The Death Of The Age Of Eighty Essay

The Death Of The Age Of Eighty Essay

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At the age of seventy, the philosopher Socrates was confronted with accusations, then charged and put on trial before an Athenian jury containing 500 people, and was later sentenced to an unpleasant death after a convicted verdict. During the trial, Socrates had two different sets of accusers: the early accusers, and the immediate accusers. Through various years, the earlier accusers, which were the people of Athens, charged Socrates with deception and bias views. The immediate accusers, which were Meletus, Anytus, and Lycon, charged him with the reason of corrupting the youth and not believing in the gods that the city believed in. Yet Socrates was only worrisome with his earlier accusers than his immediate ones, because they have been slandering towards him throughout the prior years, putting preconception toward many of the jurymen since he was in his youth: “I have been accused before you by many people for a long time now, for many years in fact, by people who spoke not a word of truth. It is those people I fear more than Anytus and his crowd, though they too are dangerous … They have taken hold of most of you since childhood, and made persuasive accusations against me.” (28) He then pleas to the 500 jurymen and verifies that these persuasive accusations hold no validity. To negotiate with his immediate accusers’ charges, Socrates cross examines Meletus, who was his prime accuser that primarily accused him of corrupting the youth. Before the cross examination, Socrates states that these immediate accusers “beloath to admit the truth … and they are totally ignorant.” (35) He reveals this because they have evident reputations to protect, since “Meletus is aggrieved for the poets, Anytus for the craftsmen and politicians, a...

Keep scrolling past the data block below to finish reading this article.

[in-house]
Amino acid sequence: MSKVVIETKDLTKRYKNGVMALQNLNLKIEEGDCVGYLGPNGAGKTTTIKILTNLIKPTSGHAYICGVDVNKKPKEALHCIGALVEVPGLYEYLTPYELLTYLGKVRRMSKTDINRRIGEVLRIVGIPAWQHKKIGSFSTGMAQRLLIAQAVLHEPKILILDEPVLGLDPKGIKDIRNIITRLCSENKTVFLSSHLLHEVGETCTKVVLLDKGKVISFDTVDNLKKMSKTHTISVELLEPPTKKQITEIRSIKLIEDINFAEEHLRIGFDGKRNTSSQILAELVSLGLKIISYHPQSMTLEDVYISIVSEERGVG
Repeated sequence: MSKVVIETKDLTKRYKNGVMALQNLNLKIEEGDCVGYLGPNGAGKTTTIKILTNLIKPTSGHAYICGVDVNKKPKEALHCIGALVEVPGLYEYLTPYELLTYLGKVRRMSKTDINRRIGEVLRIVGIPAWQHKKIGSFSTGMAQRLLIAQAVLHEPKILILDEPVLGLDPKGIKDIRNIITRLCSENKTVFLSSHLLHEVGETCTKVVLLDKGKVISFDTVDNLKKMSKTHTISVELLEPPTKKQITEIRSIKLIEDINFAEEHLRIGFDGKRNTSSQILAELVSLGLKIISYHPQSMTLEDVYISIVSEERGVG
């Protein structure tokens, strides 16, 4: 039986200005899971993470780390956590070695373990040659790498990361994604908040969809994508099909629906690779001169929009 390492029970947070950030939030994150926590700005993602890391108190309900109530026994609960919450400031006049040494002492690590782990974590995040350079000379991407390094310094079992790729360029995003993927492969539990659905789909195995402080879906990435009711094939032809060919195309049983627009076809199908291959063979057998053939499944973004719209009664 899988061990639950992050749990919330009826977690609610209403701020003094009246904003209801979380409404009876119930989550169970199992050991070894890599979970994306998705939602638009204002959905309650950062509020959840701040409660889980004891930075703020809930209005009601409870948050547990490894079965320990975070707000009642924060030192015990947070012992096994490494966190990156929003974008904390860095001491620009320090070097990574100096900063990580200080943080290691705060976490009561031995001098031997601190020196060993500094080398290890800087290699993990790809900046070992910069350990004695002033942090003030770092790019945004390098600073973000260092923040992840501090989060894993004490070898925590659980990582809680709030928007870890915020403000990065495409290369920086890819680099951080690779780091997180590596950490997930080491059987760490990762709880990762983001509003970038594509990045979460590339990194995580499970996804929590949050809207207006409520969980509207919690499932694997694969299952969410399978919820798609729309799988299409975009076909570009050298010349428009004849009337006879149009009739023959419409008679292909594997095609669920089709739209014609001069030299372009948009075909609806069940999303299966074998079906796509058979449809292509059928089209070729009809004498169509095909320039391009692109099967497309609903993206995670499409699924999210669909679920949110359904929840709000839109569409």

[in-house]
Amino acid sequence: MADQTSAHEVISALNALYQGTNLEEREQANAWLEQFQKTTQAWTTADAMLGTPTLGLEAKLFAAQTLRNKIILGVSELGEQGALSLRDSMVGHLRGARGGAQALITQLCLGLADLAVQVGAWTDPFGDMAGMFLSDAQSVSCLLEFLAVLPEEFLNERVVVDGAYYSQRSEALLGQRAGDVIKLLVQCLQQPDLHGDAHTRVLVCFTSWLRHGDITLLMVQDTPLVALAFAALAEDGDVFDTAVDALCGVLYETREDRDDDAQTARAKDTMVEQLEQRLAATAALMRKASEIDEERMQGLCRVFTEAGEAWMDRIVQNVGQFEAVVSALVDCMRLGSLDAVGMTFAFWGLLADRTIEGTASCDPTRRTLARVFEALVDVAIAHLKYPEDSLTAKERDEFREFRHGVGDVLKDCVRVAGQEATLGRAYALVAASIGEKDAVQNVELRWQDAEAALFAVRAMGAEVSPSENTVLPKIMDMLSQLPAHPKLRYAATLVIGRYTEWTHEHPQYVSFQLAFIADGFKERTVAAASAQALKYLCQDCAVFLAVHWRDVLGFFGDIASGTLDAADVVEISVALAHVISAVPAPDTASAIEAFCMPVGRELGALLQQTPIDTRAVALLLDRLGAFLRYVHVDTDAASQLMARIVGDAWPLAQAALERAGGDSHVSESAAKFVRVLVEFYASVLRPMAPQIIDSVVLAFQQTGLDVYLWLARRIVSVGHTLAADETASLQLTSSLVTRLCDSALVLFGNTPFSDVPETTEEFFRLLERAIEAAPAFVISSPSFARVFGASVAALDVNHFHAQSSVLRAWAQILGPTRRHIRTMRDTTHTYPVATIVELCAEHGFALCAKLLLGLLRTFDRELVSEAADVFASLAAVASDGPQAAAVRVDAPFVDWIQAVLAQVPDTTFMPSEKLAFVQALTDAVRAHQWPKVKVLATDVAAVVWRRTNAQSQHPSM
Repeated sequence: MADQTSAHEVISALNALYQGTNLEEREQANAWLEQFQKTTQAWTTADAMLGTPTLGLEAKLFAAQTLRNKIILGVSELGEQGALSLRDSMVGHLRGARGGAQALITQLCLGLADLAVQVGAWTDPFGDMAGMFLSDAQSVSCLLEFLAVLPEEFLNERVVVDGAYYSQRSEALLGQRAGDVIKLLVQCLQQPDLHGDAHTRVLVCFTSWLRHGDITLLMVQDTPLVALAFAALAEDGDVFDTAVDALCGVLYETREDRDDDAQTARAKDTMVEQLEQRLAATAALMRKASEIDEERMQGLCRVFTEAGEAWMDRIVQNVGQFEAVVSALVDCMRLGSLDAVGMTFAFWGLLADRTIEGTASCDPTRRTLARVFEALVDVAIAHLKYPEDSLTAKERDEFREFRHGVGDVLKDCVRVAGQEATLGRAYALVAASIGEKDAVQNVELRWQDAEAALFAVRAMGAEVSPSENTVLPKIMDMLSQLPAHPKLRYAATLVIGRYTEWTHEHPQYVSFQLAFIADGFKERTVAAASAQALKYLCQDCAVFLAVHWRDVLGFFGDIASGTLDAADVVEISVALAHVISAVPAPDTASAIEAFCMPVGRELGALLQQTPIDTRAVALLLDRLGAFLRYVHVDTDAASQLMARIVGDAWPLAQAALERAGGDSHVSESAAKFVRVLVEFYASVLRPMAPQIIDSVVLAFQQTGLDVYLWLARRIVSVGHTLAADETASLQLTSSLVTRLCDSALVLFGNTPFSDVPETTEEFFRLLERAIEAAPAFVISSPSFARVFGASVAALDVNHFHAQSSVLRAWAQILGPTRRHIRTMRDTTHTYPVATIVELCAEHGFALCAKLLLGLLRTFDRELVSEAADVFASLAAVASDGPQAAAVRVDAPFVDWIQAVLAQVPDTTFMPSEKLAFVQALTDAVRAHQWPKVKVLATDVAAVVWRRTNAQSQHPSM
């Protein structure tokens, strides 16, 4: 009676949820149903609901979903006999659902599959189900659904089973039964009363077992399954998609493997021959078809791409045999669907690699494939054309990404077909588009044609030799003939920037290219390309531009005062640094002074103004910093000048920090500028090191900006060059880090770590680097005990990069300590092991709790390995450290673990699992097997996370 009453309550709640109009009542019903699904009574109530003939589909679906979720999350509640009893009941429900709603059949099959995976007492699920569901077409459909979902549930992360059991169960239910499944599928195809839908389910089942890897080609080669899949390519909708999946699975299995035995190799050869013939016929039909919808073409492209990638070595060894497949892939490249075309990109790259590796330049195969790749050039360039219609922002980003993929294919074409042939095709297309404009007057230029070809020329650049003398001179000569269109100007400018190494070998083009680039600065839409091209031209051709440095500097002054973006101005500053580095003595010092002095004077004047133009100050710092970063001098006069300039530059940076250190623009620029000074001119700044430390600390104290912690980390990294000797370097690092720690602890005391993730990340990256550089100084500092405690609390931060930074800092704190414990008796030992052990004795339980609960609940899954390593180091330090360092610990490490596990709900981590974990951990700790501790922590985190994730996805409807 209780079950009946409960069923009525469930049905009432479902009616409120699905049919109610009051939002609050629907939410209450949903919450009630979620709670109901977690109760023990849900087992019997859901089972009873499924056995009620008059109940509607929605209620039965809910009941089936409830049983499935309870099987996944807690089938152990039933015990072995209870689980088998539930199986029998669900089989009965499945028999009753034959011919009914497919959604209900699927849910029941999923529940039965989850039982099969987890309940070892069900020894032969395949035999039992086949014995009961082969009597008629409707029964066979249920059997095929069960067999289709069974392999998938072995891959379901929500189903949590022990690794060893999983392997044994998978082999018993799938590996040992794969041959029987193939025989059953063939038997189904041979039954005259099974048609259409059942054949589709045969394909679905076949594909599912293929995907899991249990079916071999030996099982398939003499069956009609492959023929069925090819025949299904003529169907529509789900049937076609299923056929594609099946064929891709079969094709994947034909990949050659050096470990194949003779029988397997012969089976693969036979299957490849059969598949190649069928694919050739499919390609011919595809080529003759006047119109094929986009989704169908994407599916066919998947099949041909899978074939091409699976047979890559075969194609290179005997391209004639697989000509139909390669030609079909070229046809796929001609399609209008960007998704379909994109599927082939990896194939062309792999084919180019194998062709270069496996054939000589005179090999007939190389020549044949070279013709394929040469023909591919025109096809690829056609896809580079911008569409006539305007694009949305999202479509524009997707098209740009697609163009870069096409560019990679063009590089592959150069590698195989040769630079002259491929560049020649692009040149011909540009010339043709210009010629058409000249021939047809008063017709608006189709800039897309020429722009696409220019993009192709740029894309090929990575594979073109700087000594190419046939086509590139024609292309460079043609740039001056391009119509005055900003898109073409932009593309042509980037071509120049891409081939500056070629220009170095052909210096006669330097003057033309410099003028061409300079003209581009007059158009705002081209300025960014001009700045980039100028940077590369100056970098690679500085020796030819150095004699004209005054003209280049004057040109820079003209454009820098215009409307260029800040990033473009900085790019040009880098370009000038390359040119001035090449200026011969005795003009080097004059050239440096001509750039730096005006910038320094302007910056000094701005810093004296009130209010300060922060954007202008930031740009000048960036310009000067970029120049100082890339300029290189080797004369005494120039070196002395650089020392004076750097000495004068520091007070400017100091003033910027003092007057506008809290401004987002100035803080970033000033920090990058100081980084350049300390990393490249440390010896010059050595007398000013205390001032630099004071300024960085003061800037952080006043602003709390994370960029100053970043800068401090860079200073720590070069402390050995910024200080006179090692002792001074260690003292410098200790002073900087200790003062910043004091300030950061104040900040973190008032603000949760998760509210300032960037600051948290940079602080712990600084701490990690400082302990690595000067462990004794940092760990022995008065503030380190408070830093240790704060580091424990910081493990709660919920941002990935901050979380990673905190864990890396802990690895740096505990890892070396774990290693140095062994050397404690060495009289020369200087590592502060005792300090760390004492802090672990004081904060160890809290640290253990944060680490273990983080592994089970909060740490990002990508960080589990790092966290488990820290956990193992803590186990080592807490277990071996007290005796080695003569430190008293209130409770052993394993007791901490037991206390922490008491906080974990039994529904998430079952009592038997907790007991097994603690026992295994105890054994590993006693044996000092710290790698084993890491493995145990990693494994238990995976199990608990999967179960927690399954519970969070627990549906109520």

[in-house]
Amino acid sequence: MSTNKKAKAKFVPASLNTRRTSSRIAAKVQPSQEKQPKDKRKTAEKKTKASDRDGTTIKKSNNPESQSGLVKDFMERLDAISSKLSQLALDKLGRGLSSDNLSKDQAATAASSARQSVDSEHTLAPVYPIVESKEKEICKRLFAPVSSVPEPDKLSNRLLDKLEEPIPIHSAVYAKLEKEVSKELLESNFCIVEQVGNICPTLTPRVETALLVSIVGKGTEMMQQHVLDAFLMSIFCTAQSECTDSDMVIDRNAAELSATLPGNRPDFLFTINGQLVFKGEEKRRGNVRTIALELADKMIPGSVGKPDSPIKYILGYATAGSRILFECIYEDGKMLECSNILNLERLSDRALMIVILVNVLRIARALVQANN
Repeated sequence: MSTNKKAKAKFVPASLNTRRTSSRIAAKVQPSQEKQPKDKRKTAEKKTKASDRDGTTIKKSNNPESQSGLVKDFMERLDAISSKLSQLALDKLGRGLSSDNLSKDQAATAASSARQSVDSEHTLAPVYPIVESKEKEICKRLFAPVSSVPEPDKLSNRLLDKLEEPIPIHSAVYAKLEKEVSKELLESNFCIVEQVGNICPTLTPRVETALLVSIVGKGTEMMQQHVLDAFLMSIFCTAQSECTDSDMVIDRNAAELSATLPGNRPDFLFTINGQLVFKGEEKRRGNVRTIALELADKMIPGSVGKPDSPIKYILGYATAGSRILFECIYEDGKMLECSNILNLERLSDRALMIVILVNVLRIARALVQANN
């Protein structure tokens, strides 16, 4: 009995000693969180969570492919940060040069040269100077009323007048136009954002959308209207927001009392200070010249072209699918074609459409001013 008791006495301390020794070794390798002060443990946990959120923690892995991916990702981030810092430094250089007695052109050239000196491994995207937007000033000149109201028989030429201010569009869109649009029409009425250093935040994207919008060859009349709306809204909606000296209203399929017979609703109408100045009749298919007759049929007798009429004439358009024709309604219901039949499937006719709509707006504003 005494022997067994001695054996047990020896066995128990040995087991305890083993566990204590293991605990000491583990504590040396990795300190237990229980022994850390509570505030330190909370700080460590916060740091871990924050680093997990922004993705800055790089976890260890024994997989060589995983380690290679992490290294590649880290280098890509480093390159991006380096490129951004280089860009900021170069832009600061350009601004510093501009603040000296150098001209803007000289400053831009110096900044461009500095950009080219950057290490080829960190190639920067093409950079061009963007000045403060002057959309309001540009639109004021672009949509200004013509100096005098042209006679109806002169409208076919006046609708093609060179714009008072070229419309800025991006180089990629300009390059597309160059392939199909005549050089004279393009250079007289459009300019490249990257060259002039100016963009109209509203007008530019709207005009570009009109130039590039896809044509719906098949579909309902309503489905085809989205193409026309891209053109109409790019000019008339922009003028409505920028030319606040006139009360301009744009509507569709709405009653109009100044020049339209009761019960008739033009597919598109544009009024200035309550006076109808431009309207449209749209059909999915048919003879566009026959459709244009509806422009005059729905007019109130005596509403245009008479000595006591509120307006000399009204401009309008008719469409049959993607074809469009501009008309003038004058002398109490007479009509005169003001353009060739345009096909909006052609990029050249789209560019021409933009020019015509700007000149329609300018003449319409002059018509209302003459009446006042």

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...c result. So why was he guilty for just trying to understand? The approach Socrates character and tone set out during the trial, presumably irritated the jury which consisted of 500 people, vexing them to make him blameworthy. In that sense, his arguments were successful in trying to get out his message, but unsuccessful in getting the reaction he hoped for. In conclusion, Socrates defended himself reasonably and knowledgably of all charges that were against him. But his demeanor, actions, and tone against the 500 jurors motivated them to dish out a guilty verdict and denounce him to an unpleasant death. However, to base the verdict on the actions, demeanor and tone of Socrates is most definitely inequitable. Socrates carried out a strong defense argument which held no deceit, which makes the verdict of these 500 jurors unjust, because he died for the wrong judgment.

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